13.1 Freezy, Breezy, and Uneasy miles

This morning I joined a club I never thought I would join. It’s a fellowship I’m proud to be a part of, even if I’ll never feel like I really belong. It’s a group of people who are among the most welcoming and encouraging people on the planet.

I’m referring, of course, to the percentage of the population that has run (and finished) a race with the term “marathon” in the title. Sure, it was “Just” a 1/2 marathon…but propelling yourself 13.1 miles with no power besides your own legs is still a feat (yes, I notice and appreciate the pun) worth being proud of.

So this was my first “half” (as the committed members of this club refer to it). I’ve trained since August, slowly building my mileage until I woke up this morning knowing that I’ve gone 12…so adding one mile is just adding a drop to the bucket, right? And I know that you’re interested in hearing how it went.

If you’re interested in more information than what I’m going to give you, you can read more about it at http://www.runinamishcountry.com But first finish reading what i have to say!

One of the first things to know is that it was a combined race, meaning there was a 5k (which is 3.1 miles) at the same time. We started in a big group all together (just over 500 of us last I heard), and our racing ‘bibs’ had an electronic strip embedded in them so that when we passed a certain point, a computer would register our start time and (hours later) the finish time.

So for the first 2 miles, we ran in a big pack. There were two little boys that I passed early on. “Aw man, you can’t pass us!” they quipped after I did it. They picked up their pace until they were about 20 yards ahead of me, and then started walking again. When I passed them a second time, one of them let loose a mock-disbelieving “Really?” and the episode repeated. Run, Walk, Run, Walk, and all the while I was trying to keep my pace without laughing too much.

Eventually (I think it was around mile 2), those of us running the ‘half’ turned right while the 5k turned left. And actually, those early miles went by pretty quickly. When I passed the mile 6 marker, I was feeling good. Spunky, even. I wasn’t out to break any records, but I was going to show this course a thing or two!

I made some new friends at the back of the pack between miles 7 and 9. They helped get me through until about mile 9.

By mile 9 I was still doing OK, but starting to slow down. My new friends had gone ahead and I couldn’t really see anyone behind me. Not to mention the wind was picking up (yet again), I was actually under-dressed for a nice change, and my hands were starting to physically hurt from the cold. I was cold, lonely, and starting to get hungry (I had skipped breakfast because of my fears about the runner’s trots). (TMI, I know).

Mile 10 I finally let myself walk, and I wonder about the wisdom of that decision. I had stashed a granola bar in a pocket because I had gotten pretty hungry on training runs over 10 miles, so I ate that as I walked. Granola never tasted so good. It was a work of art.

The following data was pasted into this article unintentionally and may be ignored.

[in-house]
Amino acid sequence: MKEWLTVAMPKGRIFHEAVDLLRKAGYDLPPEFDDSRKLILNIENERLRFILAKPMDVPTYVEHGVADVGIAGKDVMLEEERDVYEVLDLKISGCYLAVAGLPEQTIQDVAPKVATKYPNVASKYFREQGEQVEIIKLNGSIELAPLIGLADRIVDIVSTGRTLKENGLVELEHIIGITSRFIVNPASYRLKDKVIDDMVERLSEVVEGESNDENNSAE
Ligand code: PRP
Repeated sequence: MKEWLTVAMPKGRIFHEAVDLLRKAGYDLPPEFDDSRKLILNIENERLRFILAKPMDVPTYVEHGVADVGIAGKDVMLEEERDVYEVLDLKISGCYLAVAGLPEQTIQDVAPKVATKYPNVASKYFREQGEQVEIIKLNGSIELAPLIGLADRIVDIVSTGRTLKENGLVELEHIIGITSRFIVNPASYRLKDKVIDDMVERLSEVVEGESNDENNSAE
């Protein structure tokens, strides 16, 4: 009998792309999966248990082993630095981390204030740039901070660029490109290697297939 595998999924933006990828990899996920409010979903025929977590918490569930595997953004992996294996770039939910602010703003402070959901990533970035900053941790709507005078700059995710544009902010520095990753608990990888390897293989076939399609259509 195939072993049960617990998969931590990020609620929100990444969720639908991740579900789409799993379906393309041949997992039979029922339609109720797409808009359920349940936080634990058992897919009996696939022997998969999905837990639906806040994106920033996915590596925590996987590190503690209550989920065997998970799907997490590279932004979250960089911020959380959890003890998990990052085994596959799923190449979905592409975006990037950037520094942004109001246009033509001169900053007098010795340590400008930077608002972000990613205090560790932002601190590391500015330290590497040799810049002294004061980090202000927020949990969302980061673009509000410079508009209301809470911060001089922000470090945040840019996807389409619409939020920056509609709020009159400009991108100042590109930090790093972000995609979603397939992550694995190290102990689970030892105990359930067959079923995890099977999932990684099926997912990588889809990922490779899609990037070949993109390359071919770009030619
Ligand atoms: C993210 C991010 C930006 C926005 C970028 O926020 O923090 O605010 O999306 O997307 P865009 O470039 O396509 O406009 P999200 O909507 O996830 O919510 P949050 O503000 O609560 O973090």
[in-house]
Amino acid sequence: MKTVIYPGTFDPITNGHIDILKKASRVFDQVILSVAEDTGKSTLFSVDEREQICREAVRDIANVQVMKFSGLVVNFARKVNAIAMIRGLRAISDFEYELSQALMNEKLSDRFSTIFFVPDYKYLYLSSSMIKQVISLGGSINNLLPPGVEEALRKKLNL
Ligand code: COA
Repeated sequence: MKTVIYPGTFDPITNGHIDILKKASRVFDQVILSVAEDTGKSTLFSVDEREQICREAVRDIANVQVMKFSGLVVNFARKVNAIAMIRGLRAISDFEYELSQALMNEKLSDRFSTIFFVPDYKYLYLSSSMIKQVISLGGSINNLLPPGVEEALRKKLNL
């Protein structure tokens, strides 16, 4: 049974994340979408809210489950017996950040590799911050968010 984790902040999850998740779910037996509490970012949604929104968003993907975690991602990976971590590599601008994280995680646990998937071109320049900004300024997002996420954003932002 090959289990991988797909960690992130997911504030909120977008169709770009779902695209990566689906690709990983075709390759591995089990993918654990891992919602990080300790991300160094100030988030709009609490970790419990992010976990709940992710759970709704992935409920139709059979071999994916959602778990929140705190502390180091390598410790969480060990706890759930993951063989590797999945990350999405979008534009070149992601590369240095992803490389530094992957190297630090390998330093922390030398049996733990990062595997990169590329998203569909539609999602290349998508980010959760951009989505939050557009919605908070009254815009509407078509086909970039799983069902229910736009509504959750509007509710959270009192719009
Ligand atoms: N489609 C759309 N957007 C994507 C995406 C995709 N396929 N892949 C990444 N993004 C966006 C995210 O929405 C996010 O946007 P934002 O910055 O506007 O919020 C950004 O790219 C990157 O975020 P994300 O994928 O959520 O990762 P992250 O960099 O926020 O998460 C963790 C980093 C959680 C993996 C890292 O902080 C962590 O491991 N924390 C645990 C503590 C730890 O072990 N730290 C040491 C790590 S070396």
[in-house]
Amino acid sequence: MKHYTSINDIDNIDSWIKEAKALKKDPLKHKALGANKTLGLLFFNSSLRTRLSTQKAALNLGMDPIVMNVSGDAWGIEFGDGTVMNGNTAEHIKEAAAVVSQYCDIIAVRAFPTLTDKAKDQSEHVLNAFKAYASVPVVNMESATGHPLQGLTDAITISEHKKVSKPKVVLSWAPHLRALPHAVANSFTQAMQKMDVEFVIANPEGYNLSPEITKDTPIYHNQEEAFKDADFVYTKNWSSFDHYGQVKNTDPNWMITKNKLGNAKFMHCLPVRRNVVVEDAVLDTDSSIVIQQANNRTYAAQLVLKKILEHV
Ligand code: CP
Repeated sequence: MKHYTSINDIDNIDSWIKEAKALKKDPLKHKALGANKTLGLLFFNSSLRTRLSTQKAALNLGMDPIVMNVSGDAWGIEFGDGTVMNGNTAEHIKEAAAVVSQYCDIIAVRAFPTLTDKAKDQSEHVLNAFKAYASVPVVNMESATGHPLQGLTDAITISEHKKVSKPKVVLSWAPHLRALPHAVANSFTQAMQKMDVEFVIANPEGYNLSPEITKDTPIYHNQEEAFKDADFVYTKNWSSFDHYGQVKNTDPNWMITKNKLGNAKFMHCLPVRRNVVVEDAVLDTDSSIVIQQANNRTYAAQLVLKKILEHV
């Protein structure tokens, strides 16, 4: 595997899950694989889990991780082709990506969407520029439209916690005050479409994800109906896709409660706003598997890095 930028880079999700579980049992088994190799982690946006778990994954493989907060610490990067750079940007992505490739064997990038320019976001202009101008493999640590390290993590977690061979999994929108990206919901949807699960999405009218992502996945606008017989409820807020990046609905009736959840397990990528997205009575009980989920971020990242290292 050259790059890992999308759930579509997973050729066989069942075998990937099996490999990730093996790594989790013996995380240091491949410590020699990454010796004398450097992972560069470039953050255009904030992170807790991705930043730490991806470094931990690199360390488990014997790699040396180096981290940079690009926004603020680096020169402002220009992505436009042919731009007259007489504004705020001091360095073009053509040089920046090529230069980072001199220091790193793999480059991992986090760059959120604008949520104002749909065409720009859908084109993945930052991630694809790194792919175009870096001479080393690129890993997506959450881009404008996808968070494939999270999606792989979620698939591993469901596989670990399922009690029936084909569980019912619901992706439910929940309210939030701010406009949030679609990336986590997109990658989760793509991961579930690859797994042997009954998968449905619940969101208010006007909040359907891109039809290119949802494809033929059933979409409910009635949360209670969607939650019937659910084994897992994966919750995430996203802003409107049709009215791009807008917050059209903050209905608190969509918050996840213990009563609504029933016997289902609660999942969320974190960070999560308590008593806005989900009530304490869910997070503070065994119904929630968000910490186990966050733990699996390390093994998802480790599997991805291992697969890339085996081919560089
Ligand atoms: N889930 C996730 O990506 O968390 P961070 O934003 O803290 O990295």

I ran a little bit after that, but miles 11 and 12 I pretty much walked (all the while fearing frostbite on my insubstantially gloved hands, they hurt so bad). I used the time to constructively contemplate the deeper mysteries of life. I reflected upon such questions as “why am I so stupid?” “Would I ever be stupid enough to do something like this again?” and “If there is a God, please make this stop!”

We had trained on the actual course, but we had never covered these final miles in particular. I was prepared for hills, and I actually did pretty good on most of them. But those last 3 miles were absolutely…miserable.

We were running against the cold and biting wind, wet with sweat, going up hills better left to vehicles and mountain goats; the only thing that would have made those miles more emotionally, physically, and even spiritually challenging would have been a nice, cold rain on top of everything else.

But then the finish area came into distant view, and that made it easier to want to run again. The last mile found me thinking about the shelter and warmth that awaited at the high school that hosted the event. And as I turned onto that final road, it was lined with vehicles heading out from the race (I’m pretty slow, so by now the awards had been given and the other runners were heading out). Most of them were full of people who had run much faster than I had, who had been running for much longer than I have, and who were in much better shape than I am.

At the same time, most every car was full of a mini-cheer squad for yours truly. They were pumping fists in the air. They were rolling down windows and heaping encouragement on me. They were flashing thumbs-up signs and/or simply waving with big, ridiculous smiles on their faces. They’re encouragement propelled me to the finish.

It was awesome.

That’s the kind of club I want to join. Because even though I was one of the slowest guys out there, I felt like I found my people. And at the end of the day, that’s why I just might do another one sometime. After all, one of my running buddies tells me I just have to try a ‘regular’ half sometime. Now that I’ve killed myself on this beast, I should treat myself to a warm, flat 13.1 sometime in the spring or summer. That’s what he says.

And in the thick of mile 12 there was no way I would even think about it. Absolutely not.

But…we’ll see. Encouragement at mile 13 goes a long, long way.

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